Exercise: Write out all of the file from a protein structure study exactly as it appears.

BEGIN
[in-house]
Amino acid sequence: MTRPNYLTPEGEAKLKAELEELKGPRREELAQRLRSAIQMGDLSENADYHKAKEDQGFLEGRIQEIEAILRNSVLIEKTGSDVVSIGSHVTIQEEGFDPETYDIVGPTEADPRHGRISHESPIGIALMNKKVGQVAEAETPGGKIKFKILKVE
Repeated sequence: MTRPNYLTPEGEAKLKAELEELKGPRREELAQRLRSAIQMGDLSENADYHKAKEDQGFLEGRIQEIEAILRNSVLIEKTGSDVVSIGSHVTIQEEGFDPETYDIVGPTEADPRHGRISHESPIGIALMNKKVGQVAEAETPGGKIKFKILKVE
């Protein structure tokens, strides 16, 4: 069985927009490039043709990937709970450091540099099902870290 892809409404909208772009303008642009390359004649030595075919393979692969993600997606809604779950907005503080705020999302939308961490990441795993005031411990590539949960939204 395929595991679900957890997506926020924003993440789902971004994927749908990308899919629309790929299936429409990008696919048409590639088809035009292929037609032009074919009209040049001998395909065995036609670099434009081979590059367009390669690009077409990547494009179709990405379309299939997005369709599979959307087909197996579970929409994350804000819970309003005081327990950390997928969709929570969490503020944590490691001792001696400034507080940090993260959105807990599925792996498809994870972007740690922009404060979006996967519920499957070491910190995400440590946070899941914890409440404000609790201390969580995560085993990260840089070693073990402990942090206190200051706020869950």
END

[in-house]
Amino acid sequence: MTRPNYLTPEGEAKLKAELEELKGPRREELAQRLRSAIQMGDLSENADYHKAKEDQGFLEGRIQEIEAILRNSVLIEKTGSDVVSIGSHVTIQEEGFDPETYDIVGPTEADPRHGRISHESPIGIALMNKKVGQVAEAETPGGKIKFKILKVE
Repeated sequence: MTRPNYLTPEGEAKLKAELEELKGPRREELAQRLRSAIQMGDLSENADYHKAKEDQGFLEGRIQEIEAILRNSVLIEKTGSDVVSIGSHVTIQEEGFDPETYDIVGPTEADPRHGRISHESPIGIALMNKKVGQVAEAETPGGKIKFKILKVE
């Protein structure tokens, strides 16, 4: 069985927009490039043709990937709970450091540099099902870290 892809409404909208772009303008642009390359004649030595075919393979692969993600997606809604779950907005503080705020999302939308961490990441795993005031411990590539949960939204 395929595991679900957890997506926020924003993440789902971004994927749908990308899919629309790929299936429409990008696919048409590639088809035009292929037609032009074919009209040049001998395909065995036609670099434009081979590059367009390669690009077409990547494009179709990405379309299939997005369709599979959307087909197996579970929409994350804000819970309003005081327990950390997928969709929570969490503020944590490691001792001696400034507080940090993260959105807990599925792996498809994870972007740690922009404060979006996967519920499957070491910190995400440590946070899941914890409440404000609790201390969580995560085993990260840089070693073990402990942090206190200051706020869950």